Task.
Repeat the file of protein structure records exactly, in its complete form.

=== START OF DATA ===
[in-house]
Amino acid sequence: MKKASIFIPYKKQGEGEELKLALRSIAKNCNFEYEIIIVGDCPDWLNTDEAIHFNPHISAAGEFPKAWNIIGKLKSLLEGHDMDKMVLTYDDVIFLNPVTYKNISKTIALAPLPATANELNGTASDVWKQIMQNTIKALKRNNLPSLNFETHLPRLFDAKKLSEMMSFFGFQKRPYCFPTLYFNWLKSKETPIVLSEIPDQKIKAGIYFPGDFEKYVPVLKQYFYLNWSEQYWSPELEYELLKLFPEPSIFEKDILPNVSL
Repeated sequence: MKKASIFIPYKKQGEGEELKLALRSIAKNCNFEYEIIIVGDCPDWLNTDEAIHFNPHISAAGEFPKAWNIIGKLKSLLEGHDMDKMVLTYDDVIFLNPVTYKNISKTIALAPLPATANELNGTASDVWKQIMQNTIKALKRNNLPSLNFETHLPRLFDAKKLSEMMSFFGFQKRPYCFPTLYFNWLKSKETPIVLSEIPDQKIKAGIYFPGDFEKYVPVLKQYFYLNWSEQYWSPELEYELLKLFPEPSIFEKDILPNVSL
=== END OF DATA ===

[in-house]
Amino acid sequence: MKKASIFIPYKKQGEGEELKLALRSIAKNCNFEYEIIIVGDCPDWLNTDEAIHFNPHISAAGEFPKAWNIIGKLKSLLEGHDMDKMVLTYDDVIFLNPVTYKNISKTIALAPLPATANELNGTASDVWKQIMQNTIKALKRNNLPSLNFETHLPRLFDAKKLSEMMSFFGFQKRPYCFPTLYFNWLKSKETPIVLSEIPDQKIKAGIYFPGDFEKYVPVLKQYFYLNWSEQYWSPELEYELLKLFPEPSIFEKDILPNVSL
Repeated sequence: MKKASIFIPYKKQGEGEELKLALRSIAKNCNFEYEIIIVGDCPDWLNTDEAIHFNPHISAAGEFPKAWNIIGKLKSLLEGHDMDKMVLTYDDVIFLNPVTYKNISKTIALAPLPATANELNGTASDVWKQIMQNTIKALKRNNLPSLNFETHLPRLFDAKKLSEMMSFFGFQKRPYCFPTLYFNWLKSKETPIVLSEIPDQKIKAGIYFPGDFEKYVPVLKQYFYLNWSEQYWSPELEYELLKLFPEPSIFEKDILPNVSL